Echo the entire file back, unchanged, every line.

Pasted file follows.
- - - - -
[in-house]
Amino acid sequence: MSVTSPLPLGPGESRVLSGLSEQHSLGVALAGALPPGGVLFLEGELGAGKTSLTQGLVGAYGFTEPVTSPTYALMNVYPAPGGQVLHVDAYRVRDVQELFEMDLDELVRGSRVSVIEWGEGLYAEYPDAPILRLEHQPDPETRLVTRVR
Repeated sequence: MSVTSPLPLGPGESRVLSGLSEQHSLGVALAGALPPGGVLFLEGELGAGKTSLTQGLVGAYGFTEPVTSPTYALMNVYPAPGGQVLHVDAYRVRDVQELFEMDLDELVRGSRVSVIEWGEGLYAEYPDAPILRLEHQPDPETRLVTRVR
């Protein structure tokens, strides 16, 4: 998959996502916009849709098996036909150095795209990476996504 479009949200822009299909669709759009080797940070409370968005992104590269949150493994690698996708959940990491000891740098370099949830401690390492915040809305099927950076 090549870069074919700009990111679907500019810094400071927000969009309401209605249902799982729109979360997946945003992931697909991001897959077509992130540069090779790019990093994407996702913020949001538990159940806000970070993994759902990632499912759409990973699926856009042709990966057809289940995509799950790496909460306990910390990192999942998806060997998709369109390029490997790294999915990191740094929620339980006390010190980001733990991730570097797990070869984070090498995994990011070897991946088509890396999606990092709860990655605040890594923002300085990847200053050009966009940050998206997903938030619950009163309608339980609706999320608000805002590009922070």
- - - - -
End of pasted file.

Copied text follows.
[in-house]
Amino acid sequence: MSVTSPLPLGPGESRVLSGLSEQHSLGVALAGALPPGGVLFLEGELGAGKTSLTQGLVGAYGFTEPVTSPTYALMNVYPAPGGQVLHVDAYRVRDVQELFEMDLDELVRGSRVSVIEWGEGLYAEYPDAPILRLEHQPDPETRLVTRVR
Repeated sequence: MSVTSPLPLGPGESRVLSGLSEQHSLGVALAGALPPGGVLFLEGELGAGKTSLTQGLVGAYGFTEPVTSPTYALMNVYPAPGGQVLHVDAYRVRDVQELFEMDLDELVRGSRVSVIEWGEGLYAEYPDAPILRLEHQPDPETRLVTRVR
């Protein structure tokens, strides 16, 4: 998959996502916009849709098996036909150095795209990476996504 479009949200822009299909669709759009080797940070409370968005992104590269949150493994690698996708959940990491000891740098370099949830401690390492915040809305099927950076 090549870069074919700009990111679907500019810094400071927000969009309401209605249902799982729109979360997946945003992931697909991001897959077509992130540069090779790019990093994407996702913020949001538990159940806000970070993994759902990632499912759409990973699926856009042709990966057809289940995509799950790496909460306990910390990192999942998806060997998709369109390029490997790294999915990191740094929620339980006390010190980001733990991730570097797990070869984070090498995994990011070897991946088509890396999606990092709860990655605040890594923002300085990847200053050009966009940050998206997903938030619950009163309608339980609706999320608000805002590009922070």